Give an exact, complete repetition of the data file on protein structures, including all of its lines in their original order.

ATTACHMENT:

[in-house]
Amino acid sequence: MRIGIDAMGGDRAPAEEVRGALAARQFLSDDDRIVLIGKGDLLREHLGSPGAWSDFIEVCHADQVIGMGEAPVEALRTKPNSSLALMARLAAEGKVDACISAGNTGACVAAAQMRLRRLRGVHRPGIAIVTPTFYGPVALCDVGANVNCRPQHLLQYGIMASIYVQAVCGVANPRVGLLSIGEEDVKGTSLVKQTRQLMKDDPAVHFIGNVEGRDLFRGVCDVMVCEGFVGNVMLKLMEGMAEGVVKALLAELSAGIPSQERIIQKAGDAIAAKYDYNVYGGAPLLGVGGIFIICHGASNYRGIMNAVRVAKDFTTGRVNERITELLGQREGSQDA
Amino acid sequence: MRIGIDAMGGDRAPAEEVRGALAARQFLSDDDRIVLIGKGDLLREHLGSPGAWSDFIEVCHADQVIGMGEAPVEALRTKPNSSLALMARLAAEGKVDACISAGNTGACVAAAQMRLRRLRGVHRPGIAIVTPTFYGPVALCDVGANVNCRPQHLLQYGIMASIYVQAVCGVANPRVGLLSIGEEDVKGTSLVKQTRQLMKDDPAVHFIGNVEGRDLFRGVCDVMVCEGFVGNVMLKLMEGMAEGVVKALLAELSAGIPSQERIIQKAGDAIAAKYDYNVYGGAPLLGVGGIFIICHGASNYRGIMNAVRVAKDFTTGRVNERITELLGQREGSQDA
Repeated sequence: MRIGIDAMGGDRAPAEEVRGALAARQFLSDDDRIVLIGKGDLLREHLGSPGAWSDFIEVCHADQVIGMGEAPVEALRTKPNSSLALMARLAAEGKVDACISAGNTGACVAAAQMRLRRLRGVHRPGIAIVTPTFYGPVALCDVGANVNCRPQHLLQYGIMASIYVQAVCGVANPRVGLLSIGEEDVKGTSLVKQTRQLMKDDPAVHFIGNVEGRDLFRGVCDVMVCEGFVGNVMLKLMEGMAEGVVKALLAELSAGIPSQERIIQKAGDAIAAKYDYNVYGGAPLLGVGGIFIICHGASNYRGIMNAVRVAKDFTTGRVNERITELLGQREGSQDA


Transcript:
[in-house]
Amino acid sequence: MRIGIDAMGGDRAPAEEVRGALAARQFLSDDDRIVLIGKGDLLREHLGSPGAWSDFIEVCHADQVIGMGEAPVEALRTKPNSSLALMARLAAEGKVDACISAGNTGACVAAAQMRLRRLRGVHRPGIAIVTPTFYGPVALCDVGANVNCRPQHLLQYGIMASIYVQAVCGVANPRVGLLSIGEEDVKGTSLVKQTRQLMKDDPAVHFIGNVEGRDLFRGVCDVMVCEGFVGNVMLKLMEGMAEGVVKALLAELSAGIPSQERIIQKAGDAIAAKYDYNVYGGAPLLGVGGIFIICHGASNYRGIMNAVRVAKDFTTGRVNERITELLGQREGSQDA
Amino acid sequence: MRIGIDAMGGDRAPAEEVRGALAARQFLSDDDRIVLIGKGDLLREHLGSPGAWSDFIEVCHADQVIGMGEAPVEALRTKPNSSLALMARLAAEGKVDACISAGNTGACVAAAQMRLRRLRGVHRPGIAIVTPTFYGPVALCDVGANVNCRPQHLLQYGIMASIYVQAVCGVANPRVGLLSIGEEDVKGTSLVKQTRQLMKDDPAVHFIGNVEGRDLFRGVCDVMVCEGFVGNVMLKLMEGMAEGVVKALLAELSAGIPSQERIIQKAGDAIAAKYDYNVYGGAPLLGVGGIFIICHGASNYRGIMNAVRVAKDFTTGRVNERITELLGQREGSQDA
Repeated sequence: MRIGIDAMGGDRAPAEEVRGALAARQFLSDDDRIVLIGKGDLLREHLGSPGAWSDFIEVCHADQVIGMGEAPVEALRTKPNSSLALMARLAAEGKVDACISAGNTGACVAAAQMRLRRLRGVHRPGIAIVTPTFYGPVALCDVGANVNCRPQHLLQYGIMASIYVQAVCGVANPRVGLLSIGEEDVKGTSLVKQTRQLMKDDPAVHFIGNVEGRDLFRGVCDVMVCEGFVGNVMLKLMEGMAEGVVKALLAELSAGIPSQERIIQKAGDAIAAKYDYNVYGGAPLLGVGGIFIICHGASNYRGIMNAVRVAKDFTTGRVNERITELLGQREGSQDA